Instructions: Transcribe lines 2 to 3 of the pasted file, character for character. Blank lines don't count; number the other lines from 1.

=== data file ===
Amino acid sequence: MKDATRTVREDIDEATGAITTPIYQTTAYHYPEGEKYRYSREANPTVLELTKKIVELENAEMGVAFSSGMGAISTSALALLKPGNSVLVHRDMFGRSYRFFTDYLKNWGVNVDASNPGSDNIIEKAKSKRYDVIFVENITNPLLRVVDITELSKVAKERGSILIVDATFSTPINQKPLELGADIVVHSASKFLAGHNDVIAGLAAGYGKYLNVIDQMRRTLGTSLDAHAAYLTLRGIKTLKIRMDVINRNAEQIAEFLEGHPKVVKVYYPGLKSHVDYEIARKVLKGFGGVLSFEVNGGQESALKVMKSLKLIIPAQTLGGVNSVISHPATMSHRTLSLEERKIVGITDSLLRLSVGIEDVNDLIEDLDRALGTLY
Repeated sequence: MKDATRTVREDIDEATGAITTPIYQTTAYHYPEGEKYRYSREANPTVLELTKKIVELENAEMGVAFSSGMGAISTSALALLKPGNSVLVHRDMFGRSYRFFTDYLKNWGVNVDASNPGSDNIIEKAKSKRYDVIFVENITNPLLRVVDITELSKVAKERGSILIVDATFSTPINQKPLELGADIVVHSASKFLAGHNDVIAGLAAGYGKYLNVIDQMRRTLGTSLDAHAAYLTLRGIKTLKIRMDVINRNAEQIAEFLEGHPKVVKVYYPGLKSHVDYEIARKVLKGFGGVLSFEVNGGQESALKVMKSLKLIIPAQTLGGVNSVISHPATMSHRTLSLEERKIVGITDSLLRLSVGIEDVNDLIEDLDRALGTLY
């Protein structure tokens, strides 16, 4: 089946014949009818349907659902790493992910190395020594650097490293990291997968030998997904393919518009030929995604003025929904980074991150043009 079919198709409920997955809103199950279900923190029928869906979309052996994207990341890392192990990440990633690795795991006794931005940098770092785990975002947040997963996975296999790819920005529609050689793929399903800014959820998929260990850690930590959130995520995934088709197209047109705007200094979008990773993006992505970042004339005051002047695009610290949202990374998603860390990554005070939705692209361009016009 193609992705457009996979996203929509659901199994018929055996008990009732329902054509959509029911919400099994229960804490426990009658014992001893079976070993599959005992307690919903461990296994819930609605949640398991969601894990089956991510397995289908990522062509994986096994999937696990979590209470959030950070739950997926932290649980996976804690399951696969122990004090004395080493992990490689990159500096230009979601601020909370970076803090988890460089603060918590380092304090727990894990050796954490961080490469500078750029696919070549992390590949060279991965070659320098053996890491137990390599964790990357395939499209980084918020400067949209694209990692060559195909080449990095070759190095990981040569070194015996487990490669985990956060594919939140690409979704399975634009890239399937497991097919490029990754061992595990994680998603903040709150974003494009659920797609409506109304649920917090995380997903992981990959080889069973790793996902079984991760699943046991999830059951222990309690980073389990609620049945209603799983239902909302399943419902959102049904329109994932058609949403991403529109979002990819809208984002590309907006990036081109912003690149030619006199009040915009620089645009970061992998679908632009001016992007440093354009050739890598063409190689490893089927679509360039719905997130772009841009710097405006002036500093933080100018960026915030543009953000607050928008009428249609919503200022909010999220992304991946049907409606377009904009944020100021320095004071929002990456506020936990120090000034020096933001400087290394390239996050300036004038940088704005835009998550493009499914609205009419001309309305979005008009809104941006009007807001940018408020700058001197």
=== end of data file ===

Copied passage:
Repeated sequence: MKDATRTVREDIDEATGAITTPIYQTTAYHYPEGEKYRYSREANPTVLELTKKIVELENAEMGVAFSSGMGAISTSALALLKPGNSVLVHRDMFGRSYRFFTDYLKNWGVNVDASNPGSDNIIEKAKSKRYDVIFVENITNPLLRVVDITELSKVAKERGSILIVDATFSTPINQKPLELGADIVVHSASKFLAGHNDVIAGLAAGYGKYLNVIDQMRRTLGTSLDAHAAYLTLRGIKTLKIRMDVINRNAEQIAEFLEGHPKVVKVYYPGLKSHVDYEIARKVLKGFGGVLSFEVNGGQESALKVMKSLKLIIPAQTLGGVNSVISHPATMSHRTLSLEERKIVGITDSLLRLSVGIEDVNDLIEDLDRALGTLY
């Protein structure tokens, strides 16, 4: 089946014949009818349907659902790493992910190395020594650097490293990291997968030998997904393919518009030929995604003025929904980074991150043009 079919198709409920997955809103199950279900923190029928869906979309052996994207990341890392192990990440990633690795795991006794931005940098770092785990975002947040997963996975296999790819920005529609050689793929399903800014959820998929260990850690930590959130995520995934088709197209047109705007200094979008990773993006992505970042004339005051002047695009610290949202990374998603860390990554005070939705692209361009016009 193609992705457009996979996203929509659901199994018929055996008990009732329902054509959509029911919400099994229960804490426990009658014992001893079976070993599959005992307690919903461990296994819930609605949640398991969601894990089956991510397995289908990522062509994986096994999937696990979590209470959030950070739950997926932290649980996976804690399951696969122990004090004395080493992990490689990159500096230009979601601020909370970076803090988890460089603060918590380092304090727990894990050796954490961080490469500078750029696919070549992390590949060279991965070659320098053996890491137990390599964790990357395939499209980084918020400067949209694209990692060559195909080449990095070759190095990981040569070194015996487990490669985990956060594919939140690409979704399975634009890239399937497991097919490029990754061992595990994680998603903040709150974003494009659920797609409506109304649920917090995380997903992981990959080889069973790793996902079984991760699943046991999830059951222990309690980073389990609620049945209603799983239902909302399943419902959102049904329109994932058609949403991403529109979002990819809208984002590309907006990036081109912003690149030619006199009040915009620089645009970061992998679908632009001016992007440093354009050739890598063409190689490893089927679509360039719905997130772009841009710097405006002036500093933080100018960026915030543009953000607050928008009428249609919503200022909010999220992304991946049907409606377009904009944020100021320095004071929002990456506020936990120090000034020096933001400087290394390239996050300036004038940088704005835009998550493009499914609205009419001309309305979005008009809104941006009007807001940018408020700058001197």